During an undercover test purchase and investigation by Warwickshire trading standards, garage staff at Halfords Autocentre in Stratford upon Avon failed to rectify or report 11 separate faults on a Volkswagen Passat, including: leaking front shock absorbers; a spilt drive shaft gaiter; an insecure battery and excessive play on the anti-roll bar.
Staff also failed notice a split wiper blade, failed to top up the brake fluid level from the minimum and neglected to increase the spare tyre pressure to the recommended level. In court, Halfords’ barrister stated that technicians sometimes ‘cut corners’.
The vehicle was also supposed to have been taken for a test drive, however the mileage indicator showed it hadn’t been driven anywhere. The service was signed off by a quality controller at the branch, despite some faults not being spotted and others which had been spotted by the technician not being notified to the customer or rectified.
At Birmingham Magistrates Court on March 15, Halfords was handed a £28,000 fine, and ordered to pay costs of £11,700.97 and a victim surcharge of £170. Halfords had pleaded guilty at an earlier hearing.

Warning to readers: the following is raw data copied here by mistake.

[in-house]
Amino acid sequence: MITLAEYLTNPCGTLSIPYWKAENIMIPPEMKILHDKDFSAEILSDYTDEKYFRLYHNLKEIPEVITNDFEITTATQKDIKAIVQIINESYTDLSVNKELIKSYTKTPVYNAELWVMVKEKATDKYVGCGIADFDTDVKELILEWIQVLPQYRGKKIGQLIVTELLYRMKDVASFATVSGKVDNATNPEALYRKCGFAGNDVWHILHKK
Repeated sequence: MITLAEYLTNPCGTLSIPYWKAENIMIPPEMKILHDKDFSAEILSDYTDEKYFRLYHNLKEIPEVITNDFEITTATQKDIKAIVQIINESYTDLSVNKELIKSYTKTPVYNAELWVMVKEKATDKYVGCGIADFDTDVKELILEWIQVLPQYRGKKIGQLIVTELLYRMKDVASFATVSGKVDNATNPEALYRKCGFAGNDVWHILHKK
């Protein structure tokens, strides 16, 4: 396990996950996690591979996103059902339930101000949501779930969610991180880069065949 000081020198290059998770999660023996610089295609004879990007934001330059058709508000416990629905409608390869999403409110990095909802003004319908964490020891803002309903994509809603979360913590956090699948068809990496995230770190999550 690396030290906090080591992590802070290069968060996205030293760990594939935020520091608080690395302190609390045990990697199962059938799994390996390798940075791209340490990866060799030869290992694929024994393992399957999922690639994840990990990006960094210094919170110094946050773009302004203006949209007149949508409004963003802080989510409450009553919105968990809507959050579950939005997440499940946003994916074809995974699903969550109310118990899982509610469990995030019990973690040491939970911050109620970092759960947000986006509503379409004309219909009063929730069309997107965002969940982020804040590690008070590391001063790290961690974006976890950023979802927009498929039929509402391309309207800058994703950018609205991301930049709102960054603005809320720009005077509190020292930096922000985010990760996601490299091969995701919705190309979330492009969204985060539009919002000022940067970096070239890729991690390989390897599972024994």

Warwickshire County Councillor Andy Crump, Portfolio Holder for Community Safety, said: “Most of us are not vehicle experts and haven’t got the expertise to know if a car service has been carried out properly or not. We rely on garages to carry out services correctly so that we can have confidence that our vehicles are properly maintained and consequently safe to drive.”
“I’m delighted that Warwickshire Trading Standards is carrying out this important work to protect road users.”
Warwickshire trading standards regularly carries out undercover car servicing enforcement exercises. An expert vehicle examiner places faults on cars before they are submitted for services at garages across Warwickshire. On completion, the vehicle expert then examines the vehicles to see if the garages have carried out the services to an acceptable standard.
Halfords’ barrister stated that nationally, Halfords services 22,000 cars a month and sometimes its technicians cut corners. He said that the company accepted it could have done better and its systems failed, but in mitigation maintained that Halfords had cooperated with the investigation and took its legal responsibilities very seriously.